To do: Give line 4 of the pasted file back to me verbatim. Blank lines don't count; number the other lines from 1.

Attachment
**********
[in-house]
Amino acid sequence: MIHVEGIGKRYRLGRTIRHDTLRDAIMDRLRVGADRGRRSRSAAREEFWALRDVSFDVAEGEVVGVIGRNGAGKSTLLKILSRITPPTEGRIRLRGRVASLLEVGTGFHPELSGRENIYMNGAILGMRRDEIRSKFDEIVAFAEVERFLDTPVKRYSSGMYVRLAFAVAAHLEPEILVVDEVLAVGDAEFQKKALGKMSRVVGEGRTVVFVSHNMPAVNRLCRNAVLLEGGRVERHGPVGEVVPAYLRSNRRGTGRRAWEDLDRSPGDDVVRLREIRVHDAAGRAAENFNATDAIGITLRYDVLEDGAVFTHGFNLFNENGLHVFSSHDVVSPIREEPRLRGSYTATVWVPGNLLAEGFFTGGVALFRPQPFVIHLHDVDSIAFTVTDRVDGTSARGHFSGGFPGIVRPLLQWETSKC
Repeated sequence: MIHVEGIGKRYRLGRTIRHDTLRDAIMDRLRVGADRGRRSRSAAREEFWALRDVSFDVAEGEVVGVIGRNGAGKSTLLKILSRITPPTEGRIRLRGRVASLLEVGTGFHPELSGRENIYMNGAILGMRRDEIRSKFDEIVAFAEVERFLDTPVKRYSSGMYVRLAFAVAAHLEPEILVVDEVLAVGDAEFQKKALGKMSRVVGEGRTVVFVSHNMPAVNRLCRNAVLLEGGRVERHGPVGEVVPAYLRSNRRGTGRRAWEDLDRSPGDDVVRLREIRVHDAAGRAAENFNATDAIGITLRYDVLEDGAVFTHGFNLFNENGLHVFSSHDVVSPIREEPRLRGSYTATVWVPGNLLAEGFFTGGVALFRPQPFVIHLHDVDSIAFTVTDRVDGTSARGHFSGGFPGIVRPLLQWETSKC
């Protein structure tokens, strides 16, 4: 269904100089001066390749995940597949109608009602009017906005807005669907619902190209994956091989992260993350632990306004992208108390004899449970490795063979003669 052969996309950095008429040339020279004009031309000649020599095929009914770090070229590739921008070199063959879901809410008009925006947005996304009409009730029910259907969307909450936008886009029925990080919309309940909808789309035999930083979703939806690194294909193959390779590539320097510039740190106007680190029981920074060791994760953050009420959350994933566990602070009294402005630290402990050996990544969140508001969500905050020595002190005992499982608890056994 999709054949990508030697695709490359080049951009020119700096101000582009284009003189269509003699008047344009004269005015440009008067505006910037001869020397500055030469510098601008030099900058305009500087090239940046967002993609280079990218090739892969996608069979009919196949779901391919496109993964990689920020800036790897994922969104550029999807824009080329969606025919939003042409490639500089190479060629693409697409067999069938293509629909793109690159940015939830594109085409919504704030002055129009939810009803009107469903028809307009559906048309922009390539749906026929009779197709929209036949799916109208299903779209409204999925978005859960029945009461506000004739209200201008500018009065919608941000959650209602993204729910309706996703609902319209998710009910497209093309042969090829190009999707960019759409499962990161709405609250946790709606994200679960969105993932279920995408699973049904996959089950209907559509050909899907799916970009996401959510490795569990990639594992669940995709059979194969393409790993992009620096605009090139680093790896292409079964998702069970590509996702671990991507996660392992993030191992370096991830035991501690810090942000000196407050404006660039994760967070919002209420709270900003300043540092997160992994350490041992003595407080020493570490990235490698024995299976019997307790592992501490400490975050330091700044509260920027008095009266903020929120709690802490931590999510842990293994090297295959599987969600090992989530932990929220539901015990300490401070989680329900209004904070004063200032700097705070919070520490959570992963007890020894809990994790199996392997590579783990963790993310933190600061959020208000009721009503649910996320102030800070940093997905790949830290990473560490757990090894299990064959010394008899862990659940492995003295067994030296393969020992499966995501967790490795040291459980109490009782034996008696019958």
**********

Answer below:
């Protein structure tokens, strides 16, 4: 269904100089001066390749995940597949109608009602009017906005807005669907619902190209994956091989992260993350632990306004992208108390004899449970490795063979003669 052969996309950095008429040339020279004009031309000649020599095929009914770090070229590739921008070199063959879901809410008009925006947005996304009409009730029910259907969307909450936008886009029925990080919309309940909808789309035999930083979703939806690194294909193959390779590539320097510039740190106007680190029981920074060791994760953050009420959350994933566990602070009294402005630290402990050996990544969140508001969500905050020595002190005992499982608890056994 999709054949990508030697695709490359080049951009020119700096101000582009284009003189269509003699008047344009004269005015440009008067505006910037001869020397500055030469510098601008030099900058305009500087090239940046967002993609280079990218090739892969996608069979009919196949779901391919496109993964990689920020800036790897994922969104550029999807824009080329969606025919939003042409490639500089190479060629693409697409067999069938293509629909793109690159940015939830594109085409919504704030002055129009939810009803009107469903028809307009559906048309922009390539749906026929009779197709929209036949799916109208299903779209409204999925978005859960029945009461506000004739209200201008500018009065919608941000959650209602993204729910309706996703609902319209998710009910497209093309042969090829190009999707960019759409499962990161709405609250946790709606994200679960969105993932279920995408699973049904996959089950209907559509050909899907799916970009996401959510490795569990990639594992669940995709059979194969393409790993992009620096605009090139680093790896292409079964998702069970590509996702671990991507996660392992993030191992370096991830035991501690810090942000000196407050404006660039994760967070919002209420709270900003300043540092997160992994350490041992003595407080020493570490990235490698024995299976019997307790592992501490400490975050330091700044509260920027008095009266903020929120709690802490931590999510842990293994090297295959599987969600090992989530932990929220539901015990300490401070989680329900209004904070004063200032700097705070919070520490959570992963007890020894809990994790199996392997590579783990963790993310933190600061959020208000009721009503649910996320102030800070940093997905790949830290990473560490757990090894299990064959010394008899862990659940492995003295067994030296393969020992499966995501967790490795040291459980109490009782034996008696019958």